Liz Deschenes (lives and works in New York, NY) is an artist who uses photographic processes to reflect upon and push the boundaries of the medium itself. Her work often makes precise reference to its institutional site and the history of imaging technologies. Deschenes was the recipient of the 2014 Rappaport Prize and she has had one-person exhibitions at several institutions and galleries, including  Mass MoCA (North Adams, MA), the Walker Art Center (Minneapolis, MN), Secession (Vienna), Miguel Abreu Gallery (New York, NY), and Campoli Presti (London and Paris), among others. She has participated in group exhibitions at the Museum of Modern Art (New York, NY), the Metropolitan Museum of Art (New York, NY), the Art Institute of Chicago, and the 2012 Whitney Biennial at the Whitney Museum of American Art (New York, NY). A forthcoming retrospective exhibition opening at the ICA Boston in the summer of 2016 will be accompanied by a comprehensive monograph. Deschenes teaches at Bennington College and is a visiting artist at Columbia University’s School of Visual Arts, Yale University, and Bard College.

Steffani Jemison (lives and works in Brooklyn, NY) uses photography and performance as platforms for dialogue to examine “progress” and its alternatives. Jemison’s work has been exhibited nationally and internationally, including solo projects at the Museum of Modern Art (New York, NY), the Rhode Island School of Design Museum (Providence), and LAXART (West Hollywood, CA); collaborative exhibitions at the New Museum (New York, NY) and the Royal Danish Academy of Fine Art (Copenhagen); and group exhibitions at the Brooklyn Museum (New York, NY), The Drawing Center (New York, NY), the Studio Museum in Harlem (New York, NY), and other venues. Her publishing project, Future Plan and Program, commissions and publishes literary work by artists of color. Jemison’s work is in the collections of the Museum of Modern Art, the Brooklyn Museum, the Studio Museum in Harlem, and the Kadist Foundation (Paris). She is also part-time faculty at Parsons The New School for Design, and Cooper Union.

Laura Wexler (lives and works in New Haven, CT) is professor of American Studies and professor and former chair of Women’s, Gender & Sexuality Studies at Yale University. There she serves as co-director of the Public Humanities Program, and founder and director of the Photographic Memory Workshop. She is Principal Investigator of the Photogrammar Project, which has received NEH support to make a web-based interactive research system for mapping, searching, and visualizing the more than 170, 000 photographs from 1935 to 1945 created by the Farm Security Administration and Office of War Information. Her many essays and books include the award-winning Tender Violence: Domestic Visions in an Age of U.S. Imperialism (2000), Pregnant Pictures (2000), and “‘A More Perfect Likeness’: Frederick Douglass and the Image of the Nation,” in Pictures and Progress: Early Photography and the Making of African American Identity, edited by Maurice Wallace and Shawn Michelle Smith (2012).

CMOA Agent

Dan Leers is the curator of photography at Carnegie Museum of Art. From 2007 to 2011 he was the Beaumont and Nancy Newhall Curatorial Fellow in the Department of Photography at the Museum of Modern Art in New York. During his tenure at MoMA, Leers worked on a number of projects and organized the exhibition New Photography 2011: Moyra Davey, George Georgiou, Deana Lawson, Doug Rickard, Viviane Sassen, Zhang Dali. Leers also acted as a curatorial advisor to the 2013 Venice Biennale. From fall 2013 to spring 2015, Leers was an independent curator in New York during which time he organized six exhibitions and published more than ten articles and essays in the Aperture blog and Frieze among many others.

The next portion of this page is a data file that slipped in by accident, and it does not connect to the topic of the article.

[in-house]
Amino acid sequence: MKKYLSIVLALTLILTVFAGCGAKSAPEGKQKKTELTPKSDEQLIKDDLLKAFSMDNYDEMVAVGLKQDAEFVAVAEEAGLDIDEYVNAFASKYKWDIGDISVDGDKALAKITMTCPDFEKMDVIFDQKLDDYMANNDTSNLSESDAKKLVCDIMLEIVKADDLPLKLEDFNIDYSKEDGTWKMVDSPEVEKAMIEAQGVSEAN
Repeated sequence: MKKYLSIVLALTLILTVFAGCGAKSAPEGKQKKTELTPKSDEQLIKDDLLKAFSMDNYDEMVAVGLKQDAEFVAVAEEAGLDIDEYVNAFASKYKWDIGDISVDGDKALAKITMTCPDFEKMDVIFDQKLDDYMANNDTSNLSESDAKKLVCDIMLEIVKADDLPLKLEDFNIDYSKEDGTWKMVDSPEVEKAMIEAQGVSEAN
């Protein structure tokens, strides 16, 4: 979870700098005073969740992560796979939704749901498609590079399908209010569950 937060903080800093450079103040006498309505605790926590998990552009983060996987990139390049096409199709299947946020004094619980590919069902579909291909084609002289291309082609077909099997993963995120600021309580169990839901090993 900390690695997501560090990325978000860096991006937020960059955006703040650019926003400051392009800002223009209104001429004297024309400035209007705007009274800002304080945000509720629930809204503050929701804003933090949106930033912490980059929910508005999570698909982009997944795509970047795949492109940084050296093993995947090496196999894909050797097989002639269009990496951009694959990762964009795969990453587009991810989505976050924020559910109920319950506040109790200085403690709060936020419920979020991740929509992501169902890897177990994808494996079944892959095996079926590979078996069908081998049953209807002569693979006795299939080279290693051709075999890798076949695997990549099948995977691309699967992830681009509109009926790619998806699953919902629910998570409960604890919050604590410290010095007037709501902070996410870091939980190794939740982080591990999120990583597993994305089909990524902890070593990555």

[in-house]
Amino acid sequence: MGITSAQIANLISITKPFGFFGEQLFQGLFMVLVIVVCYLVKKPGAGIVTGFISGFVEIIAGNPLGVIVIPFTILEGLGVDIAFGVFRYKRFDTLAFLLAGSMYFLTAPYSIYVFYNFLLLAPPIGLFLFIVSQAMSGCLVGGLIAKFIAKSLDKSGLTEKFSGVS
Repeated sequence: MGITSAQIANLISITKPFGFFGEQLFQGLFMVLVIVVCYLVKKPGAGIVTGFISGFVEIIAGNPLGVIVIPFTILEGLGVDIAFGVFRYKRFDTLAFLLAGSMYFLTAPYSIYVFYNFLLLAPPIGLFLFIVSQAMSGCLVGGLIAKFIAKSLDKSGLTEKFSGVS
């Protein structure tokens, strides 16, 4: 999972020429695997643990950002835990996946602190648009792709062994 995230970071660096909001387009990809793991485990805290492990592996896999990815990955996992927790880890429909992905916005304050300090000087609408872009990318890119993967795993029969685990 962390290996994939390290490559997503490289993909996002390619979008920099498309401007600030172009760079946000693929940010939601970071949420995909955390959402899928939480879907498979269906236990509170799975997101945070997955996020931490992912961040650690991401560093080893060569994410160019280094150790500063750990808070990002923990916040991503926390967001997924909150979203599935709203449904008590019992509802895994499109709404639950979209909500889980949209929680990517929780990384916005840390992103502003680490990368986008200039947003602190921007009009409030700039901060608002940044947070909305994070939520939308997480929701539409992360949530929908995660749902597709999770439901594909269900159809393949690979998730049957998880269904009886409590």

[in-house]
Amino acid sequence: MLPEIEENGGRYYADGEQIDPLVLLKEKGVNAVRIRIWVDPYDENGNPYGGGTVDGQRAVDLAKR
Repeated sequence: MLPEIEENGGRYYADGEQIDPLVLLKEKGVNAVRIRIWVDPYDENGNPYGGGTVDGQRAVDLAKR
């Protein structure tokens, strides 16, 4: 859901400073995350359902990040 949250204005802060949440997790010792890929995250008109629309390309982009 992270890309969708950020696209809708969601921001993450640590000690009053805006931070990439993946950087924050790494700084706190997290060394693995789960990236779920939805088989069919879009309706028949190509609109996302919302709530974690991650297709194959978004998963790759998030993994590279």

Hillman Photography Initiative Program Manager

Divya Rao Heffley is the program manager of the Hillman Photography Initiative. She is a current member of the Greater Pittsburgh Arts Council’s Task Force on Arts, Culture & Creative Industries and has juried/reviewed the Magenta Foundation’s Flash Forward Emerging Photographers Competition, Photolucida’s Critical Mass International Photography Competition, and CENTER Santa Fe’s REVIEW Santa Fe. Her writing has been published in Design and Culture and the Center for the Future of Museums blog, and is forthcoming in Museums and Visitor Photography (fall 2015) and Museum Ideas: Innovation in Theory and Practice, volume 2 (fall 2015). Heffley has lectured at Brown and Harvard Universities and her PhD dissertation, Vision in Motion: Architectural Space Time Notation and Urban Design, 1950–1970, addressed intersections between urban design, planning, and spatial perception.

Stay tuned for announcements on Hillman Photography Initiative programming in 2016. Online conversations around the new topic of exploration begin in January 2016 at blog.cmoa.org. The next #NOWSEETHIS event will be May 7, 2016.

 

Support
Support for the Hillman Photography Initiative is provided by the William T. Hillman Foundation and the Henry L. Hillman Foundation.

General operating support for Carnegie Museum of Art is provided by The Heinz Endowments and Allegheny Regional Asset District. Carnegie Museum of Art receives state arts funding support through a grant from the Pennsylvania Council on the Arts, a state agency funded by the Commonwealth of Pennsylvania.

Carnegie Museum of Art
Located at 4400 Forbes Avenue in the Oakland section of Pittsburgh, Carnegie Museum of Art was founded by industrialist and philanthropist Andrew Carnegie in 1895. One of the four Carnegie Museums of Pittsburgh, it is nationally and internationally recognized for its distinguished collection of American and European painting, sculpture, and decorative arts from the 19th century to the present. Founded in 1896, the Carnegie International is one of the oldest surveys of contemporary art worldwide. The Heinz Architectural Center, part of Carnegie Museum of Art, is dedicated to enhancing understand of the built environment through its exhibitions, collections, and public programs. The Hillman Photography Initiative serves as an incubator for innovative thinking about the photographic image. For more information about Carnegie Museum of Art, call 412.622.3131 or visit our website at www.cmoa.org.